With school closures occurring across many countries due to the Coronavirus, parents are concerned with both what their children will learn and how they can get them to do this.
Since Blackhen launched over ten years ago the majority of our students have completed their work with us at home. Along the way we have learnt how both parents and students can get the best from home study.
Here are our 7 key points:
This is very important. Children (and adults) are used to structure and most benefit from a daily routine. With the usual school day now on hold every effort should be made to replicate this. Many home-schoolers favour a 3-hour morning slot followed by a couple of hours of more creative/ independent learning in the afternoon. This could typically be reading, independent research for a project or area of interest or some form of artistic/ creative activity. It doesn’t have to be 3 continuous hours, but broken down into short bursts.
2. Designated work area
Children work best with routine and stability. This works exactly the same with where they work. As a teacher the seating plan in a classroom is very important. Every student when they enter a room knows where they should sit (even if they occasionally ‘forget’ this). This should be the same at home. Having a fixed workspace is really important if at all possible. It lets the child know that this is where they work and it allows work, books, pens or their computer to have a place to ‘live’. If this isn’t possible, then a communal space should be allocated for a set period of time each weekday. The space should preferably be in a quiet area, way from as many distractions as possible.
As the old saying goes ‘Variety is the spice of life’. Routine is important but so is engaging the child. A mixture of both subjects and activities will help motivate the child and help keep the parent’s ability to manage learning in a new environment. With online materials and educational tools readily available online this has transformed the home study environment. In addition, interactive activities with siblings and parents can greatly help pass the hours in a productive and educational way. Quizzes, literacy and numeracy games, collaborative projects e.g. building model are all some of the enjoyable ways that your child can learn.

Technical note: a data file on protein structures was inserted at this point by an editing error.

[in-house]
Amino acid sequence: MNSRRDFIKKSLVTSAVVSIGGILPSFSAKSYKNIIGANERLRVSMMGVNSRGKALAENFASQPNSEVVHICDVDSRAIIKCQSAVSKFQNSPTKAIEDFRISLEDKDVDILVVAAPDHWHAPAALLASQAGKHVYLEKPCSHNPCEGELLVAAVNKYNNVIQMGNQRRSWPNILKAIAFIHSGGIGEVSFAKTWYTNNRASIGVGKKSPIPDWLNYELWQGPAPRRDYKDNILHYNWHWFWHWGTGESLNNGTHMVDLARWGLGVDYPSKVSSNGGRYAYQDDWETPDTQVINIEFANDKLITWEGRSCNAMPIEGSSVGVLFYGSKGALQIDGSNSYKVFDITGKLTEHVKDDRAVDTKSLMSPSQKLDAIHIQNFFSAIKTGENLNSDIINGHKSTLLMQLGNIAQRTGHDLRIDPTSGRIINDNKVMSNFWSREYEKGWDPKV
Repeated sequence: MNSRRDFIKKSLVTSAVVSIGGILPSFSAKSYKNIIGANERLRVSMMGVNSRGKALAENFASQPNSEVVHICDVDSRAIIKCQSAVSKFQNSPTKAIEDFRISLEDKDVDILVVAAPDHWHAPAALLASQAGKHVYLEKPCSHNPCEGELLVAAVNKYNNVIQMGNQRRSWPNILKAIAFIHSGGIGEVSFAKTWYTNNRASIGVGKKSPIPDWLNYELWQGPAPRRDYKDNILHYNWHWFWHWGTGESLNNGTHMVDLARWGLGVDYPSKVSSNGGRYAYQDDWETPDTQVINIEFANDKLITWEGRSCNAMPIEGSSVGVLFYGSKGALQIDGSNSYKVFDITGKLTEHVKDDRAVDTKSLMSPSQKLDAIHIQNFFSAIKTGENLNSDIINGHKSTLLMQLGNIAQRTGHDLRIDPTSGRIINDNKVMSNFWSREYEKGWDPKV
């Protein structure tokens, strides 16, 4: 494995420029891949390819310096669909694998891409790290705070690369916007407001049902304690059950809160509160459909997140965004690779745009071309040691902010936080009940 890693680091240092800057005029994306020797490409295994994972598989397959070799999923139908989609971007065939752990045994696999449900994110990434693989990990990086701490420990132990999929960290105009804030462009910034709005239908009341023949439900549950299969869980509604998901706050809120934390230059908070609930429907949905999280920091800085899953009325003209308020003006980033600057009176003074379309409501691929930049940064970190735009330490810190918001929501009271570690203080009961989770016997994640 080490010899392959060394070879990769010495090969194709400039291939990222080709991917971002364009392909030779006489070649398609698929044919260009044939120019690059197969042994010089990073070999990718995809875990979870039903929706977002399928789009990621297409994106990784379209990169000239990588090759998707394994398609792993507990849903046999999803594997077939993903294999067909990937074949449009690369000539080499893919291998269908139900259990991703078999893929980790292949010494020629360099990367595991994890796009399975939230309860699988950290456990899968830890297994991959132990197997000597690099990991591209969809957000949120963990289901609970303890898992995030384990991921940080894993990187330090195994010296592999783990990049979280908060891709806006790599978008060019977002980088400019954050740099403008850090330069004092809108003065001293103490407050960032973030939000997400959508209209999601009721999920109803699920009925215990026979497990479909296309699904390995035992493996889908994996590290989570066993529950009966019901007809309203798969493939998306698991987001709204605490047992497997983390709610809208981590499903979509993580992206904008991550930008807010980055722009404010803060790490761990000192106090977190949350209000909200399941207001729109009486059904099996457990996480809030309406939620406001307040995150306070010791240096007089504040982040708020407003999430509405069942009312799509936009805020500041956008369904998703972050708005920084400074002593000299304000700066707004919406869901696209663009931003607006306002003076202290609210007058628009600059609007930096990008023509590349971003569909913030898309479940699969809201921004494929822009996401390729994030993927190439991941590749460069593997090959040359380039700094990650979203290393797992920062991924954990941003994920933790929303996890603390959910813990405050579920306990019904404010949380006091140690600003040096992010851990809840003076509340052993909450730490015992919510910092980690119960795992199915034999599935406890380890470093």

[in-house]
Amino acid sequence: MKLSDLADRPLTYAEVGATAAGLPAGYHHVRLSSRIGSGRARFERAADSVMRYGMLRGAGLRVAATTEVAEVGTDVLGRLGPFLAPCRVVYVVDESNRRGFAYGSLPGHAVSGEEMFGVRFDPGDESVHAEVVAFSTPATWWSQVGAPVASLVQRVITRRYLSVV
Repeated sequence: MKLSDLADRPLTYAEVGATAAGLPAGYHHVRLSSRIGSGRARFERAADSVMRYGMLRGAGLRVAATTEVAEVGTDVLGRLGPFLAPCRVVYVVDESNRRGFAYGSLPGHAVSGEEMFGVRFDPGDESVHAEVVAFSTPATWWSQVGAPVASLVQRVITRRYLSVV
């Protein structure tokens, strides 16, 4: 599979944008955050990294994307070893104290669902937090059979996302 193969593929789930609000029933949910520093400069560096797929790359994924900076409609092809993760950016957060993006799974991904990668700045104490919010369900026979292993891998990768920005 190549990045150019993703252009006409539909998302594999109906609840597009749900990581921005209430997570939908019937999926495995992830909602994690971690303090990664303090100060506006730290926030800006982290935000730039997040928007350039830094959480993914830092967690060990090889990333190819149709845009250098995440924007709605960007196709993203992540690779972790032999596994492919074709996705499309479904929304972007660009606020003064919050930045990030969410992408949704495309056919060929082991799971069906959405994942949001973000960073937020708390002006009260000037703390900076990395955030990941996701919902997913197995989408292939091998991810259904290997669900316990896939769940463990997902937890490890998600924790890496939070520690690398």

Children like feedback. It is a natural desire to know how you did on a particular topic or area of study. Great ways to do this quickly and to pass back for another round of study are: spelling tests, quick quizzes (linked to what they’ve been learning or general knowledge or a mix of the two), focused work (where a child must produce a piece of work with particular targets).
5. Multiple home-learners
6. Incentives and Rewards
This is a great way to encourage learning. These can range form the humble gold stars, fun wacky animal sticker to the more mature treat e.g. extra time online playing a game or ‘token’ towards a larger reward further down the line. Many schools will reward hard workers with trips at the end of the school year (this may have to be several months down the line at the present moment) to books from Amazon.
7. Breaks and down-time
Schools have breaks for a simple reason. Children need to burn off energy, chat to their friends and also to get fresh air. This shouldn’t be ignored at home. Physical exercise and fresh air are important to everyone but particularly a growing child with huge stores of energy. Find a productive outlet for this and the home environment will be much calmer and happier for it.
We are currently preparing a ‘Home Study Guide’ where we will share ideas, advice and useful links for home study. The guide will be available for everyone to download from the website.